Defense Date

2009

Document Type

Thesis

Degree Name

Master of Science

Department

Psychology

First Advisor

Arnold Stolberg

Abstract

Specific factors affecting young adult friendship development have been identified by the literature with little focus on which are most influential in determining friendship composition.. Hierarchical regression was used to examine such factors. Participants included 400 undergraduate Psychology students at a state university in the mid-Atlantic region. Findings indicated parental relationships were the strongest predictor of friendship quality. Parent-child bonds, conflict between parents, and emotion regulation skills best predicted levels of intimacy. Parent-child bond-especially with mother-best predicted satisfaction with friendship network as did conflict between parents. In addition, parent-child bond with mother and conflict between parents were found more important than emotion regulation skills although such skills were still found significant. Contrary to predictions life events were not significant to all outcome variables. Instead life events were found significant only to satisfaction with friendship networks. Finally, parental marital status was found significant, but minimally, only for friendship intimacy.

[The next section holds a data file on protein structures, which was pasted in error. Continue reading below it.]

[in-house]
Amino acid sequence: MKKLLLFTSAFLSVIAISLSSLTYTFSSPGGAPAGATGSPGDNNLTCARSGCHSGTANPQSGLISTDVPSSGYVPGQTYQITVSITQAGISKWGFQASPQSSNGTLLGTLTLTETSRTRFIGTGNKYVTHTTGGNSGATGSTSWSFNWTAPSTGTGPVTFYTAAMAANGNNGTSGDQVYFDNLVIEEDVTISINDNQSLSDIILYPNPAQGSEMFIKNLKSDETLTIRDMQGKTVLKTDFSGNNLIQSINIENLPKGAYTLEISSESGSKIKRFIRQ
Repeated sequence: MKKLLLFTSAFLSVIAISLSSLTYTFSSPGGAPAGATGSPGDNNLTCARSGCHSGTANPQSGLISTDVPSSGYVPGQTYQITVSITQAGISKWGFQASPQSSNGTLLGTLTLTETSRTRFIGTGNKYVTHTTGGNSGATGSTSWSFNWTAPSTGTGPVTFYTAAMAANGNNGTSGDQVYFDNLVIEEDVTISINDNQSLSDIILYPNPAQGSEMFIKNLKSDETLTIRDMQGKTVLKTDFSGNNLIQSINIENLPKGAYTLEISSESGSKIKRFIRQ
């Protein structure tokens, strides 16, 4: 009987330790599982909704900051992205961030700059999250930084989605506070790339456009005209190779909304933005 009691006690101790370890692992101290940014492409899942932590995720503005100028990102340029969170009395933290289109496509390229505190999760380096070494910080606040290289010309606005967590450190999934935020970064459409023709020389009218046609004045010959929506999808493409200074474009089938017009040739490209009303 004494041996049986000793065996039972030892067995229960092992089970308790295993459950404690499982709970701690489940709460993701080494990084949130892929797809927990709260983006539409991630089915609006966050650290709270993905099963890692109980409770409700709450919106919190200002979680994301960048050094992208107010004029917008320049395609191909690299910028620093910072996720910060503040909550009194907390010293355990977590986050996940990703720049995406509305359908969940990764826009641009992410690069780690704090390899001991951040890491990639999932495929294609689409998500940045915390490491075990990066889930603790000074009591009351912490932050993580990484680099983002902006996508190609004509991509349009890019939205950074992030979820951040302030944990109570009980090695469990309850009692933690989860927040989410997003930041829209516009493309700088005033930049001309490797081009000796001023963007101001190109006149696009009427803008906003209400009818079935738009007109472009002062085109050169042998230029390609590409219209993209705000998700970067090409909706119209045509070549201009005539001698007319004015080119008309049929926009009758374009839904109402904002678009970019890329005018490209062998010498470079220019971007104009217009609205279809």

Rights

© The Author

Is Part Of

VCU University Archives

Is Part Of

VCU Theses and Dissertations

Date of Submission

May 2010

Included in

Psychology Commons

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